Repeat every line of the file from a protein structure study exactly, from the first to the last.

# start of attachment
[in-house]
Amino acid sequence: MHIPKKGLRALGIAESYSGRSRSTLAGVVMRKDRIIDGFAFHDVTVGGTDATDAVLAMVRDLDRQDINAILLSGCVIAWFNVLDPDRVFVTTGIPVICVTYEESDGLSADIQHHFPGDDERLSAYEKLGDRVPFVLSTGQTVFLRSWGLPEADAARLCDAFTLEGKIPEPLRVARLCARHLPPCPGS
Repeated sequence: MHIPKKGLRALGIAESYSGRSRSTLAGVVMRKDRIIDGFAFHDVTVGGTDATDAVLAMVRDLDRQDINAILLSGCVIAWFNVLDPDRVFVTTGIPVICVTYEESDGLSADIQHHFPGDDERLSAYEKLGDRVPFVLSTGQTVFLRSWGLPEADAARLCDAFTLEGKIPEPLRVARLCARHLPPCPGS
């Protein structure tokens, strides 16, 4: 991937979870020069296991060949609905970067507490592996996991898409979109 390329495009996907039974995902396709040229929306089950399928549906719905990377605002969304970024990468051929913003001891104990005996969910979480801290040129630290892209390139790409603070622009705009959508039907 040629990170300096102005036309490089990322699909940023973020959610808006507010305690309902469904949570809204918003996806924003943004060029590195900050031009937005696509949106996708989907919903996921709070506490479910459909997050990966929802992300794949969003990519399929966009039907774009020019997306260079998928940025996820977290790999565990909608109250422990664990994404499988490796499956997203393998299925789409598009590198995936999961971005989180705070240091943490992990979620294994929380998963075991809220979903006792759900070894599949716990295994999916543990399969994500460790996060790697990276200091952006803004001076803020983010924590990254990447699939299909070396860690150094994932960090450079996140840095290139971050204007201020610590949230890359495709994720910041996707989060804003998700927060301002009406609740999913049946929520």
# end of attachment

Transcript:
[in-house]
Amino acid sequence: MHIPKKGLRALGIAESYSGRSRSTLAGVVMRKDRIIDGFAFHDVTVGGTDATDAVLAMVRDLDRQDINAILLSGCVIAWFNVLDPDRVFVTTGIPVICVTYEESDGLSADIQHHFPGDDERLSAYEKLGDRVPFVLSTGQTVFLRSWGLPEADAARLCDAFTLEGKIPEPLRVARLCARHLPPCPGS
Repeated sequence: MHIPKKGLRALGIAESYSGRSRSTLAGVVMRKDRIIDGFAFHDVTVGGTDATDAVLAMVRDLDRQDINAILLSGCVIAWFNVLDPDRVFVTTGIPVICVTYEESDGLSADIQHHFPGDDERLSAYEKLGDRVPFVLSTGQTVFLRSWGLPEADAARLCDAFTLEGKIPEPLRVARLCARHLPPCPGS
């Protein structure tokens, strides 16, 4: 991937979870020069296991060949609905970067507490592996996991898409979109 390329495009996907039974995902396709040229929306089950399928549906719905990377605002969304970024990468051929913003001891104990005996969910979480801290040129630290892209390139790409603070622009705009959508039907 040629990170300096102005036309490089990322699909940023973020959610808006507010305690309902469904949570809204918003996806924003943004060029590195900050031009937005696509949106996708989907919903996921709070506490479910459909997050990966929802992300794949969003990519399929966009039907774009020019997306260079998928940025996820977290790999565990909608109250422990664990994404499988490796499956997203393998299925789409598009590198995936999961971005989180705070240091943490992990979620294994929380998963075991809220979903006792759900070894599949716990295994999916543990399969994500460790996060790697990276200091952006803004001076803020983010924590990254990447699939299909070396860690150094994932960090450079996140840095290139971050204007201020610590949230890359495709994720910041996707989060804003998700927060301002009406609740999913049946929520």